My first daughter's birth: My c-section birth
When I was pregnant with my daughter, I had the typical experience that most US women have. I had an OB to provide my prenatal care, I read What to Expect When You're Expecting, I took the hospital's childbirth and breastfeeding courses, and I was planning a typical hospital birth with an epidural. As one friend pointed out to me, "You don't get a trophy for having a natural delivery." Like your typical US woman, I have seen the birth shows on TV, and I was scared of the pain. I planned to have an epidural before I ever experienced my first contraction.
When I was approximately 28 weeks pregnant, I went in for my regular checkup and found that I had gained almost 10 pounds in one month. I was spilling protein, and my blood pressure was a bit on the high side. I was diagnosed with pre-eclampsia and I spent the remainder of my pregnancy on moderate bedrest at home. Thankfully, I was able to manage my blood pressure with just bedrest, and while I had to go to the doctor more frequently for monitoring, my pregnancy continued normally.
When I was 37 weeks and 6 days, I woke at 5am to the sensation of my water breaking. I could both feel and hear the 'pop.' I sent my husband to the bathroom for a towel and he called the doctor, who told us to head in, but not to hurry too much. I took a shower and my hands were shaking the entire time: this was IT. We were about to make the journey from a couple to a family, and we would meet our daughter soon. It was a big moment for us, but we were surprisingly calm. We finished packing our bag, got ready for the day, and headed to the hospital. Approximately one hour after my water broke I felt my first contraction in the car. Fortunately, the hospital was only about 5 minutes away. By the time we reached the hospital, labor was pretty much in full swing. The contractions were uncomfortable but manageable. We checked in through triage and were sent up to the maternity floor. I was already 5-6 centimeters, and we were given a room.
I labored on my side in bed. I had requested an epidural, so they hooked me up to an IV and were pushing fluids. The nurses were having a shift change meeting, so I had to wait until they were done before we really saw anyone. The first nurse to come in offered me stadol while I waited for the required fluids to finish. I was uncomfortable, but I accepted it - my first real intervention. It did nothing for the pain, and made me so sleepy I could barely keep my eyes open at times. Despite the fact that I wasn't in that much pain yet, I was afraid of the pain that was sure to come, and I still wanted my epidural (not that anyone asked if I had changed my mind). Soon the anesthesiologist arrived. When he inserted the epidural and they laid me down, I experienced pain so vivid it is difficult to explain. It felt as though every nerve in my body from the neck down was on fire. I felt like I was paralyzed. I couldn't move - all I could do was lie on the bed with huge tears streaming down my terrified face.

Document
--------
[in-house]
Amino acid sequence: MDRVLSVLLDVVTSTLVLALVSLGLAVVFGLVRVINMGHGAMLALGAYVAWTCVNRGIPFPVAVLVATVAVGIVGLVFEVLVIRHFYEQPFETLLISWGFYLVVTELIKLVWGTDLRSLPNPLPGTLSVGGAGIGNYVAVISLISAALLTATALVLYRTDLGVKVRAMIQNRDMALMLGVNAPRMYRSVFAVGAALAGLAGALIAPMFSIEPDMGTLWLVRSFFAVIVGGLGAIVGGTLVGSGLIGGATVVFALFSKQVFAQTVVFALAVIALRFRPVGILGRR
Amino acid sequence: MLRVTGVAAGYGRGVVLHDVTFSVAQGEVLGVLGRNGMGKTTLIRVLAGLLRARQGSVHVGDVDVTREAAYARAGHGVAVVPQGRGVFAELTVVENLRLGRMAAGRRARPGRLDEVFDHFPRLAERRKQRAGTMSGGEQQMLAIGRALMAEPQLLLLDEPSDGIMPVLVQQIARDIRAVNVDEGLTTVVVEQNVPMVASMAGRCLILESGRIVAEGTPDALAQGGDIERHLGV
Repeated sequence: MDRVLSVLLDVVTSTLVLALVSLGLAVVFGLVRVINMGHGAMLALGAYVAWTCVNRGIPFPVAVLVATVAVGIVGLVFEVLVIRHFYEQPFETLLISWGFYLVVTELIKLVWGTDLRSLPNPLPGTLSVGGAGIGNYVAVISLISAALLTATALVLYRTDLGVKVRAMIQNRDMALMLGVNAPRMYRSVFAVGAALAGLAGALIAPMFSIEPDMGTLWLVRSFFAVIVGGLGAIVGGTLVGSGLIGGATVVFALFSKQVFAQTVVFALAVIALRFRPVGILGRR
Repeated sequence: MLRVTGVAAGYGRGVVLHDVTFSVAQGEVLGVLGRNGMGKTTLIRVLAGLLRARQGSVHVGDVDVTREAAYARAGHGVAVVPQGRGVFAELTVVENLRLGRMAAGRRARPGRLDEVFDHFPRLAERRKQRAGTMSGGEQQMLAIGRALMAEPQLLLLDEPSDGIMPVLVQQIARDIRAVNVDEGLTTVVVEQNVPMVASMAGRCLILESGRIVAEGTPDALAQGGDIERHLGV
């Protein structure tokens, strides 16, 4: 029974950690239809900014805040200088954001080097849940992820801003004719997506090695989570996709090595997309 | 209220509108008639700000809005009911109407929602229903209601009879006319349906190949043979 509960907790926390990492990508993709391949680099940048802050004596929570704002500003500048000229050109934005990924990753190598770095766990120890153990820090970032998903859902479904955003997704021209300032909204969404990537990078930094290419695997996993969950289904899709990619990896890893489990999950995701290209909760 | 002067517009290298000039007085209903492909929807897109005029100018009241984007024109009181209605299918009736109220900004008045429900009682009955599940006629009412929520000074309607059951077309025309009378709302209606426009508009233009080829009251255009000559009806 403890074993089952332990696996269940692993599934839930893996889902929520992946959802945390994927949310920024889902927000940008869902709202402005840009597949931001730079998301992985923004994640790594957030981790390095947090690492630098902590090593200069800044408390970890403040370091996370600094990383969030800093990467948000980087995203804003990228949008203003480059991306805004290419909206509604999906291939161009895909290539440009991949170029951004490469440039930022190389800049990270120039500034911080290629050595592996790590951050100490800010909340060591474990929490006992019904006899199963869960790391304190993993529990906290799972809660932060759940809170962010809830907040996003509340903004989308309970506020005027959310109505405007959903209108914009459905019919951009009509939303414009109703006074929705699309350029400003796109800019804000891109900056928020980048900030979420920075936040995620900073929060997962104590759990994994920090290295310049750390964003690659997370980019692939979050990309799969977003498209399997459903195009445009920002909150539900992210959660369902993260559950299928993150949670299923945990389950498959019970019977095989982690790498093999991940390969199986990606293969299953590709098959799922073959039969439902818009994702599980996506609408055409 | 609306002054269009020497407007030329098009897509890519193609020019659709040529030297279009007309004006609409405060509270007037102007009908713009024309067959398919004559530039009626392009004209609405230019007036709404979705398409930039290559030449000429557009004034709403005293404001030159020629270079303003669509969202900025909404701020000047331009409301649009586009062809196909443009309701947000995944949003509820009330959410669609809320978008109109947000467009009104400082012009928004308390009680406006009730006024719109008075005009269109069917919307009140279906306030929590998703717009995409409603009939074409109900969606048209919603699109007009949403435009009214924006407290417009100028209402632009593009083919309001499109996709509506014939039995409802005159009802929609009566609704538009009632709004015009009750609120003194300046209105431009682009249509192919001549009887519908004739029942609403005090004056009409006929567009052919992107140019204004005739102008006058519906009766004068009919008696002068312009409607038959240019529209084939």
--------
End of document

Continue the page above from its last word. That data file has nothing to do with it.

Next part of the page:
The anesthesiologist told me I was overreacting, that I couldn't possibly be in that much pain. The nurses used a sheet that was under me to roll me back and forth, until suddenly I felt a rush of cold in my veins, and the epidural was working as it should. It was now approximately 9am, and they decided to check my progress. I was now at 8cm, but the nurse then said something that would change my birth, and, to some extent, my life.
"I don't think that's a head."
Now, to scared new-parents-to-be, that is not the sort of statement you make without some type of follow up.
"What is it, then?" we wanted to know. She told us that the presenting part felt like a baby's bottom. She called in another nurse, who agreed that it seemed to be our daughter's bottom, and finally our OB arrived with an ultrasound machine and confirmed with a 10 second ultrasound that, yes, her head was up by my ribs. I burst into tears, and my OB told me there was no reason to be upset. After that, things changed quickly. A surprise breech baby this close to delivery left me with only one option in my OB's mind. I was brought in new paperwork to sign. A catheter was placed, and I was prepped for surgery.
I remember feeling very exposed as I was taken into the operating room. The surgery itself was somewhat frightening. I couldn't see what was happening because of the blue drape in front of my face, and the anesthesiologist, who happened to be by my head, pretended like my husband and I didn't exist and ignored our questions. Because of the stadol, I had trouble staying alert, and when my eyes would close I had to force them back open again. My body was moved forcefully and vigorously back and forth, and finally our daughter entered the world.